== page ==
So here is what is happening. The first time I attempt to launch hello-word Debug I get the “sh: locale: command not found error”, and the hello-world-debug app is NOT uploaded to the target system. So I try it a second time, and I don’t get any error, I find the hello-world-debug file IS uploaded to my target system, and in the Eclipse console window I see “Process /home/root/hello-world-debug created; pid = 446” and “Listening on port 2345”. At the debug terminal on the target system I can verify that hello-world-debug has been uploaded, and “/home/root/hello-world-debug” and “gdbserver :2345 /home-root/hello-world-debug” are both running per ps ax. BUT the status bar in Eclipse says “Launching hello-world Debug (57%)”, and it just stays at 57% forever. I never get to the debug perspective.

So all I am trying to do is follow the steps in the getting started guide, and it just doesn’t work. Where do I go from here?

I should have also noted that this does not appear to be a Windows firewall issue. I disabled Windows Firewall entirely, and my symptoms did not change at all. I’ll re-enable the firewall again now because I can’t afford to have my Windows 10 system unprotected!

I believe your issue(s) may stem from you using both a newer than recommended Ubuntu version as well as a newer Eclipse version. Unfortunately, depending on the exact Linux distribution used as well as the exact Eclipse version used certain things may definitely behave slightly differently. While we keep looking into the exact issue at hand you may have more success using the recommended 64-bit installation of Ubuntu 16.04 LTS together with Eclipse Neon.

@irbsd: Did you try to use Ubuntu 16.04?
best regards, Jaski

It has taken me a few days, but I was finally able to download Ubuntu 16.04 and Eclipse Neon and put together another Virtualbox VM with all the required tools. I could not find an Eclipse Neon installer as described in the Getting Started guide, so had to download Eclipse Neon CDT as an archive which I extracted into /home/root/eclipse. Then I created my “hello-world” sample program in eclipse and configured everything for debugging per the Getting Started guide.

Using Ubuntu 16.04 and Eclipse Neon, the first time I attempt to launch the debugger I get the error “org.eclipse.remote.core.exception.RemoteConnectionException: sh: locale: command not found”.

The second time I attempt to launch the debugger the Eclipse status bar indicates “Launching hello-world Debug (57%)”, and it just stays at 57% forever. After about a half hour I finally clicked the square red stop button in the Eclipse console window, and got an error message “Could not start gdbserver on the remote host”. I found this strange, because I had verified that gdbserver WAS running on the remote host, and had been listening on port 2345 for the entire half hour.

So I tried a third time to launch the debugger, and the third time everything launched with no error messages, and Eclipse switched to the debug perspective, and I was able to debut the hello-world application.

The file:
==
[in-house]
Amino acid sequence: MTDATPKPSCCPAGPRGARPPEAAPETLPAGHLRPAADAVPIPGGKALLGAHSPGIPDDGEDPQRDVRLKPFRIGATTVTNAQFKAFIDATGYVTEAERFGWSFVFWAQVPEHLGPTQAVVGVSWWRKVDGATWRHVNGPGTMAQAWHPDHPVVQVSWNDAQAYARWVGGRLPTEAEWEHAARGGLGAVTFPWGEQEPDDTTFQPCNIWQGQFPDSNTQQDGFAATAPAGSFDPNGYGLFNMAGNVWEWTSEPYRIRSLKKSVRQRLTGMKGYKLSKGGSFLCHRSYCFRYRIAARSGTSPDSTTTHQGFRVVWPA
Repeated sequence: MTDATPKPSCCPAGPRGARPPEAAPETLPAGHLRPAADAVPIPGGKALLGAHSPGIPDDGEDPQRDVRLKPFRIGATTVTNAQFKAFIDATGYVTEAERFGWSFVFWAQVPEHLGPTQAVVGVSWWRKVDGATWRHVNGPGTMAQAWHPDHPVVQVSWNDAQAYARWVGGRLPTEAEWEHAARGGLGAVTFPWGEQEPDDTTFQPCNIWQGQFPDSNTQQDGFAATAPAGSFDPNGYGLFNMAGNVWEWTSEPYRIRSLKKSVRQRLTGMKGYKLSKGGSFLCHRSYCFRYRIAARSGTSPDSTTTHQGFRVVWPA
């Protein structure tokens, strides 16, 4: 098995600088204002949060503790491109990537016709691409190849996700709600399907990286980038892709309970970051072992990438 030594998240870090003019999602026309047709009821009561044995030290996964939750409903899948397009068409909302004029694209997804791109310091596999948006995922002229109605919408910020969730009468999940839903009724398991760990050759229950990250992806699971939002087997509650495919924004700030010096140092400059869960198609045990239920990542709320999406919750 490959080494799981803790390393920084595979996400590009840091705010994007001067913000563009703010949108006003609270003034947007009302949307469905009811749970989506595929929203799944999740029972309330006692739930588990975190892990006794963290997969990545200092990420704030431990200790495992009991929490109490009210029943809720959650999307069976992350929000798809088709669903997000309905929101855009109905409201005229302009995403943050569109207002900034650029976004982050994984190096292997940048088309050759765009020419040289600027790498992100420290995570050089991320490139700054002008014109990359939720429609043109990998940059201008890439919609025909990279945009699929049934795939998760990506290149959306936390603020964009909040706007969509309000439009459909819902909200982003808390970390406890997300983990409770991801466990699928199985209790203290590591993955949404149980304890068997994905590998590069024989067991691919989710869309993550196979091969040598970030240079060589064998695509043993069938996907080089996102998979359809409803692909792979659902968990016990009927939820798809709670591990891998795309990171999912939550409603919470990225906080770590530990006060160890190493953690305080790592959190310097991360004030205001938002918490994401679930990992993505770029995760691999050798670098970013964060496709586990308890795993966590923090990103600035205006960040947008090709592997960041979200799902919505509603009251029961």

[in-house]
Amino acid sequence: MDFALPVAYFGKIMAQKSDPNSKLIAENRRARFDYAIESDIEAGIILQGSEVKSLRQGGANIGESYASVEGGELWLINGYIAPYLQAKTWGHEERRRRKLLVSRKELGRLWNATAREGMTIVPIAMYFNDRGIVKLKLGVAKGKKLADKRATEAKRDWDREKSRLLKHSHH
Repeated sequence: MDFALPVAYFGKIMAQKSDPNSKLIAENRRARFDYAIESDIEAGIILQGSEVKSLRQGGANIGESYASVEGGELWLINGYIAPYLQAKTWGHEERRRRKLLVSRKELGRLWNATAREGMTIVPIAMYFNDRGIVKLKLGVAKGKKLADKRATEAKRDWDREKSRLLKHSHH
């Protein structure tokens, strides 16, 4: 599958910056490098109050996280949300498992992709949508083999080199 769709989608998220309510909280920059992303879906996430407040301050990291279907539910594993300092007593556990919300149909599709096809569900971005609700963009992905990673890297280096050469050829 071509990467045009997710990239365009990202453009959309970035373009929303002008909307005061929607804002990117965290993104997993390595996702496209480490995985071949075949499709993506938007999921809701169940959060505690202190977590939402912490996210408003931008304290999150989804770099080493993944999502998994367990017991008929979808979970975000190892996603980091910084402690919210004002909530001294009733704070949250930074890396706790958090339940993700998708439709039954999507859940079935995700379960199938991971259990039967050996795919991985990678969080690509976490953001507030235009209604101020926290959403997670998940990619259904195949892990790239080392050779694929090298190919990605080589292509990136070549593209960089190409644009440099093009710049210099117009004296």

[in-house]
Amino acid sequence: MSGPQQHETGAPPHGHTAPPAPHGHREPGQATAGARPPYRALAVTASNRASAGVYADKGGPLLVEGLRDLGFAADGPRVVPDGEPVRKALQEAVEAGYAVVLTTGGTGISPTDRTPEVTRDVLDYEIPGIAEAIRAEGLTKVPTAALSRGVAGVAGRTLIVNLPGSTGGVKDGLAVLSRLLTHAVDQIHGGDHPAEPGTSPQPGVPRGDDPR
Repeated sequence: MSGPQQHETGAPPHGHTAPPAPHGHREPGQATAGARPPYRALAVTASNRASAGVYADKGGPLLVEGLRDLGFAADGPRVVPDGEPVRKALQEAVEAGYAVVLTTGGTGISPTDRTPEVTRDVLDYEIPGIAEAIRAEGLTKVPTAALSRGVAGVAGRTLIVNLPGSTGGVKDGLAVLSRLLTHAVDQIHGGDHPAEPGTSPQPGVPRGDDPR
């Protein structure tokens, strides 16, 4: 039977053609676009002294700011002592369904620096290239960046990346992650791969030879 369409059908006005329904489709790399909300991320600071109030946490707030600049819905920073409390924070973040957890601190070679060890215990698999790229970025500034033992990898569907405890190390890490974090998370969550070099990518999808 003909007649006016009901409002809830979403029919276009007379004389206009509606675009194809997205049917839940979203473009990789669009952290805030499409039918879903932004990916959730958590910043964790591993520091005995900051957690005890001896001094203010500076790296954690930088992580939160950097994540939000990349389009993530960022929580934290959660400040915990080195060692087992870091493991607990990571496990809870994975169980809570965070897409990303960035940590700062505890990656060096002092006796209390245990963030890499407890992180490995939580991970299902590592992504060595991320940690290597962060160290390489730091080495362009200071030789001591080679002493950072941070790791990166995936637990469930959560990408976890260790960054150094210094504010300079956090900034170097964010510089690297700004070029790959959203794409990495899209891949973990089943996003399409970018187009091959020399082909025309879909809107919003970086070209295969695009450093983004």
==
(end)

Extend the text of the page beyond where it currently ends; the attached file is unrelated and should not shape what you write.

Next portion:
I should note that I had increased the RAM allocated to my Linux virtual machine from 1.5GB up to 2.0GB. So I decided to increase the RAM on my Ubuntu 18.04 VM to 2.0GB as well, and repeat the same test.

First time I attempted to launch the debugger, “org.eclipse.remote.core.exception.RemoteConnectionException: sh: locale: command not found”.

Second time, stuck at 57%. Waited. Clicked square red stop button. Got an error message “Could not start gdbserver on the remote host”. But it had been running!

Third time, debugger launched OK.

So Ubuntu 16.04/Eclipse Neon did not work any better than Ubuntu 18.04/Eclipse Photon. They both give me the same crazy and inconsistent error messages.

Is running gdb remotely under Eclipse supposed to be so unreliable? Am I really supposed to just keep trying to launch the debugger over and over again until it finally succeeds? Or do I simply need to allocate more memory to the VM? I really can’t allocate any more memory to the VM until I upgrade the RAM in my Windows 10 computer. RAM is on order.

Is this development software even supposed to work at all under a Virtualbox virtual Linux system?

@irbsd: Usually this should work. However we will look into this issue and will come back soon to you.

Today I was able to install a RAM upgrade into my Windows 10 computer hosting the Ubuntu 16.04 VM running under Virtualbox. I was able configure the VM to use 4GB (4096MB) of RAM. So I launched the Ubuntu 16.04 VM, set the environment variables, and launched Eclipse Neon with the hello-world test application. Then I tried to launch the debugger from within Eclipse.

The first time I launched the debugger, I got the error message “org.eclipse.remote.core.exception.RemoteConnectionException: sh: locale: command not found”.

The second time I launched the debugger, it hung at 56%. After waiting a while I clicked the square red stop button the the console window and got “Could not start gdbserver on the remote host”. But of course I had confirmed that gdbserver had been running on the target system and had been listening on port 2345 the whole time.

The third time I launched the debugger it launched just fine and switched to the debug perspective.

So adding RAM to the virtual Ubuntu system did not help at all. I should note that the Ubuntu System Monitor indicated memory usage of only 40.2% after my debugging session was over (with Eclipse still running), so I believe memory is not an issue.